HEFT #1 – 2020
BEITRÄGE – ARTICLES
Sacred Mountaineering and the Imagery of Ascent from Catalonia to Provence, c. 1370–c. 1520
This article explores the history, imagery and function of stational cycles of wayside crosses and oratories deployed to structure the ascent of pilgrims to four mountain sanctuaries in the western Mediterranean (Monserrat in Catalonia; Lluc on the island of Mallorca; Notre-Dame de la Garde at Marseille and the Sainte-Baume, both in Provence). Focusing in particular on the relationship between a chosen sequence of pictorial narratives and their specific geophysical environment, this study is meant as a contribution to both the current debate on the furnishing, lay-out and iconography of the sacred mountain landscapes of premodern Europe and to the nascent field of Mountaineering Culture Studies.
Francisco Zurbaráns „Christus am Kreuz mit einem Maler“ als Metapher der Christusverähnlichung
Francisco Zurbarán’s ‚Christ Crucified with a Painter‘ is one of the most enigmatic paintings in the artist’s oeuvre. Following recent metapictorial considerations, this article analyzes the painting’s ambiguity of presence and representation in the context of early modern practice of prayer. In addition, the work is placed in relation to the motif of the ‚picturing‘ soul, which is frequently used in the devotional literature of the seventeenth century. As a trope of meditative image-making, the painting visualizes an important issue of monastic spirituality: the metamorphosis of one’s own soul into the image of the suffering Christ.
A Tale of Three Cities. Between Jerusalem and Gerusalemme – Gernrode of (St.) Scholastica
The 12th-century Holy Sepulchre chapel of Gernrode is renowned in literature as the earliest existent copy of Christ’s sepulchre in German-speaking lands; however, the first (and most numerous) written sources relating to the chapel go back to the 15th-century. Combining textual and visual sources, the paper examines the later history of the chapel, exemplified by the 1489 Jubilee celebration at the convent, initiated by Abbess Scholastica of Anhalt. On this occasion, the chapel, known as “Iherusalin”, functioned as a station in a virtual visit to the main churches of Rome. Apart from providing an instance of the richness of late medieval symbolism, the interchangeable identity of Gernrode as both Jerusalem and Rome is discussed in relation to 15th-century female monastic devotion.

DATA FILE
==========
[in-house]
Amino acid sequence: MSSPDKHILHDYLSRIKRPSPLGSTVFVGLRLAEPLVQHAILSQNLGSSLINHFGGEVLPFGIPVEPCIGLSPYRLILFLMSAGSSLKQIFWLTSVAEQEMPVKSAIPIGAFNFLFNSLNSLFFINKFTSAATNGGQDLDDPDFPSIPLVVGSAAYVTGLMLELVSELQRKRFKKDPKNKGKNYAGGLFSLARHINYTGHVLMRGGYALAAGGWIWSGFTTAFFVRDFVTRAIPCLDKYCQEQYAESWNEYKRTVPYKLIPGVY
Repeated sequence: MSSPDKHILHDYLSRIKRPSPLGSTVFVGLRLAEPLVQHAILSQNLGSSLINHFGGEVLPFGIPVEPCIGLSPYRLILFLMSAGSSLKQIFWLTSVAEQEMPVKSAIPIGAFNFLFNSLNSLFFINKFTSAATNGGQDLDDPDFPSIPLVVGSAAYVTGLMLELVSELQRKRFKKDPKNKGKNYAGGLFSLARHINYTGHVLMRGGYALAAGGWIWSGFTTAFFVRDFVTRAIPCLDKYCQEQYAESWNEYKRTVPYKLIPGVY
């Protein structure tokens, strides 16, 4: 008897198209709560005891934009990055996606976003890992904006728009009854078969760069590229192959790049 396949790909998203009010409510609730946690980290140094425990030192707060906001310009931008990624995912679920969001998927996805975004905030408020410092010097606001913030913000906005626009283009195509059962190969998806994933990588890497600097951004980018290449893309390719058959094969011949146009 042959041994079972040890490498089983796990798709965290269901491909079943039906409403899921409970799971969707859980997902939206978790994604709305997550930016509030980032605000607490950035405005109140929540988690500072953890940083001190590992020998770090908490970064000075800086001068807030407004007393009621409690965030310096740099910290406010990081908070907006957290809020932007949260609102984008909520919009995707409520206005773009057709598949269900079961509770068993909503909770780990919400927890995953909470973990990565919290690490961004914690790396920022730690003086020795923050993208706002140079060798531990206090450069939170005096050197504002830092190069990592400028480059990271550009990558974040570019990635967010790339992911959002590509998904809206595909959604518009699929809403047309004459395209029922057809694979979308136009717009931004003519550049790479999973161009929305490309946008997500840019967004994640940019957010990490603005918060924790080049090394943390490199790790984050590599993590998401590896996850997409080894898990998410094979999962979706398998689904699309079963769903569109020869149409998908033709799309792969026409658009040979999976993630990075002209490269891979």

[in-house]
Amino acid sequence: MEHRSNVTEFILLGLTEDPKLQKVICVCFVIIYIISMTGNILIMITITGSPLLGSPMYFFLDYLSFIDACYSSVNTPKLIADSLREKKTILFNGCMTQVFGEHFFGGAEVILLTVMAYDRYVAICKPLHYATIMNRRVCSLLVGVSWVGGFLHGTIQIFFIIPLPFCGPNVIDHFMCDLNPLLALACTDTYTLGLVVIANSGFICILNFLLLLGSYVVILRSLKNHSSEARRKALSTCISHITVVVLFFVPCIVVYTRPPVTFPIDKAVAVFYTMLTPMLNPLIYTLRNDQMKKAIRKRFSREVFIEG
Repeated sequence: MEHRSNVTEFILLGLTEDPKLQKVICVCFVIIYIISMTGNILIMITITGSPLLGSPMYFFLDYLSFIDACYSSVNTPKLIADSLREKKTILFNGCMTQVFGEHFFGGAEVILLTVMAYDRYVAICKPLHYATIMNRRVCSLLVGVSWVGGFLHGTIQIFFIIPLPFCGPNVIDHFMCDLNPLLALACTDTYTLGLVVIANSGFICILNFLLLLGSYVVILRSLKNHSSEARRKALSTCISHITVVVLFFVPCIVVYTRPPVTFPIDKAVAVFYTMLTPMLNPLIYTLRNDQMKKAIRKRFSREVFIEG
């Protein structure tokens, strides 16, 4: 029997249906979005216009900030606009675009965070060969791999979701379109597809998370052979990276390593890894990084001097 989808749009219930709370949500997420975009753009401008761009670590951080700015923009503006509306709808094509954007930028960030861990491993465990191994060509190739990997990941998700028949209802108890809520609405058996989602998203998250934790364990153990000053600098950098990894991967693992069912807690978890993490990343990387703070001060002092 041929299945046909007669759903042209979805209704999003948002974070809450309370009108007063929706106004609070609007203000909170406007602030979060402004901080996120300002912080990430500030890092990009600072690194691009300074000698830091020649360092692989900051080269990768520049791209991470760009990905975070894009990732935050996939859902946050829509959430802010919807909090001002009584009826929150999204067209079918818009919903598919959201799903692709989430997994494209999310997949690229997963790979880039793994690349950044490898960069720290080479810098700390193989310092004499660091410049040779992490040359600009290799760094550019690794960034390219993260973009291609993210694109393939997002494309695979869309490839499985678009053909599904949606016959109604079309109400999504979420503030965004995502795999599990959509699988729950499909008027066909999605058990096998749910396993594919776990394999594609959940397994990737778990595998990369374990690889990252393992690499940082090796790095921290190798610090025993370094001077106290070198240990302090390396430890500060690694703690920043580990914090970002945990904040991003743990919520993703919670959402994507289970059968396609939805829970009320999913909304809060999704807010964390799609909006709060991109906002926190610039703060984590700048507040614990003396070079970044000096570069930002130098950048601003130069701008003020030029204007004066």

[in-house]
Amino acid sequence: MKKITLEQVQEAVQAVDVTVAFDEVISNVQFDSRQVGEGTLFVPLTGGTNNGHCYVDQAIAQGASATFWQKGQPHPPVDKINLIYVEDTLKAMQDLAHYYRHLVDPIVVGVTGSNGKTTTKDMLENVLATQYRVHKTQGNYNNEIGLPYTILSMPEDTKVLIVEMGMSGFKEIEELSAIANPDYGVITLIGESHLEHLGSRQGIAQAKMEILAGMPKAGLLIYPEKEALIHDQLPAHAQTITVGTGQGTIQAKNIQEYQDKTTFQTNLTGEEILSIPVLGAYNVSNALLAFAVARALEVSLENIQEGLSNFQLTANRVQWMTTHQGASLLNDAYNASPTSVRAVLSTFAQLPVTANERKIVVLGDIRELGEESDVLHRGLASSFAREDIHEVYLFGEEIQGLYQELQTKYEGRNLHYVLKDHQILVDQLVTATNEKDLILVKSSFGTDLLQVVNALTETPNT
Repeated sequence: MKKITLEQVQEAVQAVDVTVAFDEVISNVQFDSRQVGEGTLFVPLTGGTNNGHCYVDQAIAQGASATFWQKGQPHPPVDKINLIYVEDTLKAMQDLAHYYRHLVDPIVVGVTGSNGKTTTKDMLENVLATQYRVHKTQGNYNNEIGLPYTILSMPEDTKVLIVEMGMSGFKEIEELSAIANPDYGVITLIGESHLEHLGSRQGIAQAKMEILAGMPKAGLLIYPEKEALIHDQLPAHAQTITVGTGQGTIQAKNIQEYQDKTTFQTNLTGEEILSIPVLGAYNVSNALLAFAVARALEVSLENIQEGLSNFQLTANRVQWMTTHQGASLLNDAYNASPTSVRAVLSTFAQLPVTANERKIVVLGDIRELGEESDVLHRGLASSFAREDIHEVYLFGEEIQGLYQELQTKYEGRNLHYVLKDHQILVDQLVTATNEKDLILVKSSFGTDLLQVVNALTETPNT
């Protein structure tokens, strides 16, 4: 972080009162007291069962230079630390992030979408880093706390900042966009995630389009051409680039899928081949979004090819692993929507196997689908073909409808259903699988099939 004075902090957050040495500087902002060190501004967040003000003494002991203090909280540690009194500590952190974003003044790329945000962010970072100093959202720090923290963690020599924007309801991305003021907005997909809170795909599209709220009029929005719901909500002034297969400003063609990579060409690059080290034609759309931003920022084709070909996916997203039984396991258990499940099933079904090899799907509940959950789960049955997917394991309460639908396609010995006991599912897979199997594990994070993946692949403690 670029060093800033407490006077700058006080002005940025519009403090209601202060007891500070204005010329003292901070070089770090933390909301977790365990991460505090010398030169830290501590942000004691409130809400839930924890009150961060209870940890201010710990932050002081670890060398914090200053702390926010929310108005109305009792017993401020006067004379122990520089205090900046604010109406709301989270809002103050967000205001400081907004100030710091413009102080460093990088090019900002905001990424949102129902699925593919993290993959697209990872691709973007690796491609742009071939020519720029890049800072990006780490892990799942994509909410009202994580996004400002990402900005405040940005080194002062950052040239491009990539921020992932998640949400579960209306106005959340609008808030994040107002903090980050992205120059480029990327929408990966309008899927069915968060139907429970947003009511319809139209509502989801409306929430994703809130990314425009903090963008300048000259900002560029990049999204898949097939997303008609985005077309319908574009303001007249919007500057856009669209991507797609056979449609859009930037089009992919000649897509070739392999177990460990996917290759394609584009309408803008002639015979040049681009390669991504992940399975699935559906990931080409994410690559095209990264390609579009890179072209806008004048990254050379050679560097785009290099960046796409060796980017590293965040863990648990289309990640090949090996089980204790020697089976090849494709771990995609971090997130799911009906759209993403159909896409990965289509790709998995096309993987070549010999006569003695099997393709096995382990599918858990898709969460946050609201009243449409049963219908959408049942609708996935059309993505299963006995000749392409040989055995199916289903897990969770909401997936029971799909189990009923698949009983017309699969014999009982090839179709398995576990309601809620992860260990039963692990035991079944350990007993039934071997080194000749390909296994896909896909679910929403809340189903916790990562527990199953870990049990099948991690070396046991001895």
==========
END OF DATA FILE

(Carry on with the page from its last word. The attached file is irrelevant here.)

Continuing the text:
„Windhauch, Windhauch, […] das ist alles Windhauch.“
Zu einer Neubewertung des Vanitas-Stilllebens
It has become common practice in art historical scholarship to interpret Western still life painting under the aspect of transience. This tendency, however, has obscured our view of the various pictorial solutions and types of representation encompassed within the genre, with the result that the subgenre of Vanitas still life itself has been neglected. This article aims to reconsider and reassess Vanitas still life by studying the origins and historical contexts that significantly influenced the genre. It starts with a close examination of the meditatio mortis of Saint Jerome who, from the 14th century onwards, enjoyed increasing popularity because his teachings corresponded most closely to humanism and a changed theology of piety. As translator and exegete of Ecclesiastes, the Church Father embodied the model of a new scholarly view of death in which mortality was understood not as punishment but as human condition and, thus, became the object of individual reflection. A decisive turning point in the relationship between Hieronymus imagery and autonomous Vanitas still life, so will be further argued, then occurred in the middle of the 16th century when the Protestant-Calvinist movement, especially in the university city of Leiden, began to take an increasingly critical look at the Hebrew original text of the Bible and its translations and commentaries. Discussions of these texts certainly included the Book of Ecclesiastes and the term hæbæl (“breath of wind”, “(blown) breath/air”, “steam”, “breath”), which serves as a leitmotif there. This term, which is so complex and meaningful in its pictoriality and semantics, found its way into the new genre of Vanitas still life emerging in Leiden around 1600. As will be shown, it is inherent in (or rather underlies) the new genre, which needs to be understood as a speculative pictorial form.
On a Walkway to Hell. Vantages on Art and Life's Exhaustion
In this article the widespread phenomenon of neoliberal institutions’ production of architectural vantages, windows or walkways onto working artists or ‘creatives’ is subjected to a double analysis. On the one hand, the spectacularised views are read as an outcome of art’s own “corporealisation” or becoming body, and neo-avant-garde movements’ development of life performances. On the other, the resources of biopolitical theory are used to critique the separation of the artist’s appearance from their own powers of self-affection fixing them as a creative yet static “form of life” within these views. This phenomenon, by which the artist’s bare life is rendered creative in itself, is read in relation to the figure of homo economicus whose innate competitiveness is given a biological grounding. Finally, the article compares the fixing of creative life as spectacle to capitalist biotech’s enclosure of life’s innate generativity in the interest of producing speculative and commodified lifeforms and to the detriment of existing life.
Restitution Is Not Enough.
Deaccessioning for Justice in Contemporary Art
REZENSIONEN – REVIEWS
Thomas W. Gaehtgens, Die brennende Kathedrale. Eine Geschichte aus dem Ersten Weltkrieg
Christopher S. Wood, A History of Art History
Wiederholen, verfremden, ausbrechen. Zeitlichkeit in der (post-)sowjetischen Kunst. „Russia.Timeless“ 4.10.2019 – 6.1.2020 / DOX Centre for Contemporary Art, Prag